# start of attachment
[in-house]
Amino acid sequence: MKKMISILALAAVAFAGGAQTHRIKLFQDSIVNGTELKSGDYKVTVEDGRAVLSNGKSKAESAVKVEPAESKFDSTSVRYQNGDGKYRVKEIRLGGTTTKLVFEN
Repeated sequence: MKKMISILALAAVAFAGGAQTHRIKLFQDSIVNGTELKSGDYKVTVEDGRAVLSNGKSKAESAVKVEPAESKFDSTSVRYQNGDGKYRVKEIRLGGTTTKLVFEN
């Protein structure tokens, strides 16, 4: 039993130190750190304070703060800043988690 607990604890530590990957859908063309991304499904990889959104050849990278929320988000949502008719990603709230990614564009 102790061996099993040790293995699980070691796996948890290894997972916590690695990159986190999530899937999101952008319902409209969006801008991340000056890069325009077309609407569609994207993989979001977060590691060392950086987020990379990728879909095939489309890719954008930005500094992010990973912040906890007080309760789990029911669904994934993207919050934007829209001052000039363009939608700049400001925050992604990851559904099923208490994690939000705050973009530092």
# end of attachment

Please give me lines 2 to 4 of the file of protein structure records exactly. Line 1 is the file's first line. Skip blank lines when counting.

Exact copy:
Amino acid sequence: MKKMISILALAAVAFAGGAQTHRIKLFQDSIVNGTELKSGDYKVTVEDGRAVLSNGKSKAESAVKVEPAESKFDSTSVRYQNGDGKYRVKEIRLGGTTTKLVFEN
Repeated sequence: MKKMISILALAAVAFAGGAQTHRIKLFQDSIVNGTELKSGDYKVTVEDGRAVLSNGKSKAESAVKVEPAESKFDSTSVRYQNGDGKYRVKEIRLGGTTTKLVFEN
């Protein structure tokens, strides 16, 4: 039993130190750190304070703060800043988690 607990604890530590990957859908063309991304499904990889959104050849990278929320988000949502008719990603709230990614564009 102790061996099993040790293995699980070691796996948890290894997972916590690695990159986190999530899937999101952008319902409209969006801008991340000056890069325009077309609407569609994207993989979001977060590691060392950086987020990379990728879909095939489309890719954008930005500094992010990973912040906890007080309760789990029911669904994934993207919050934007829209001052000039363009939608700049400001925050992604990851559904099923208490994690939000705050973009530092």